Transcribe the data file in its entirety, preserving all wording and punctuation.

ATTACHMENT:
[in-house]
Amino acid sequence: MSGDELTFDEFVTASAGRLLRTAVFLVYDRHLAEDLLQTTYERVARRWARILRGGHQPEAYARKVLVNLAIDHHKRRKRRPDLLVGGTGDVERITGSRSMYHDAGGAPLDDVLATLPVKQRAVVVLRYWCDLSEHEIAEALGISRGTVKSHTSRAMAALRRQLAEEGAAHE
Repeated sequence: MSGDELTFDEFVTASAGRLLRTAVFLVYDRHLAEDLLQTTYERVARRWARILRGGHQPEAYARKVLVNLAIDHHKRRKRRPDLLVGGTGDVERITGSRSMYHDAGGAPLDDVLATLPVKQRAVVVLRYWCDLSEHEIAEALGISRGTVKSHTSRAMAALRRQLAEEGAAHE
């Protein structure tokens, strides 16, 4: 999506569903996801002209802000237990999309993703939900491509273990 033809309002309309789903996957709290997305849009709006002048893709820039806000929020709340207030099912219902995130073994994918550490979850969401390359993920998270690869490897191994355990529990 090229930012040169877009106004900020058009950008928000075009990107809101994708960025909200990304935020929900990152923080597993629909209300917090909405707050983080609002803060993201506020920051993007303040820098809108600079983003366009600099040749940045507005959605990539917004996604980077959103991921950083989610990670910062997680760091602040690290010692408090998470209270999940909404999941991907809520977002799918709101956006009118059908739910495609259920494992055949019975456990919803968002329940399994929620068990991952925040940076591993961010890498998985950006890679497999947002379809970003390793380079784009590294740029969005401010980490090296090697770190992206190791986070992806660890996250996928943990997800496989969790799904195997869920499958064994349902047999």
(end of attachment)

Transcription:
[in-house]
Amino acid sequence: MSGDELTFDEFVTASAGRLLRTAVFLVYDRHLAEDLLQTTYERVARRWARILRGGHQPEAYARKVLVNLAIDHHKRRKRRPDLLVGGTGDVERITGSRSMYHDAGGAPLDDVLATLPVKQRAVVVLRYWCDLSEHEIAEALGISRGTVKSHTSRAMAALRRQLAEEGAAHE
Repeated sequence: MSGDELTFDEFVTASAGRLLRTAVFLVYDRHLAEDLLQTTYERVARRWARILRGGHQPEAYARKVLVNLAIDHHKRRKRRPDLLVGGTGDVERITGSRSMYHDAGGAPLDDVLATLPVKQRAVVVLRYWCDLSEHEIAEALGISRGTVKSHTSRAMAALRRQLAEEGAAHE
């Protein structure tokens, strides 16, 4: 999506569903996801002209802000237990999309993703939900491509273990 033809309002309309789903996957709290997305849009709006002048893709820039806000929020709340207030099912219902995130073994994918550490979850969401390359993920998270690869490897191994355990529990 090229930012040169877009106004900020058009950008928000075009990107809101994708960025909200990304935020929900990152923080597993629909209300917090909405707050983080609002803060993201506020920051993007303040820098809108600079983003366009600099040749940045507005959605990539917004996604980077959103991921950083989610990670910062997680760091602040690290010692408090998470209270999940909404999941991907809520977002799918709101956006009118059908739910495609259920494992055949019975456990919803968002329940399994929620068990991952925040940076591993961010890498998985950006890679497999947002379809970003390793380079784009590294740029969005401010980490090296090697770190992206190791986070992806660890996250996928943990997800496989969790799904195997869920499958064994349902047999």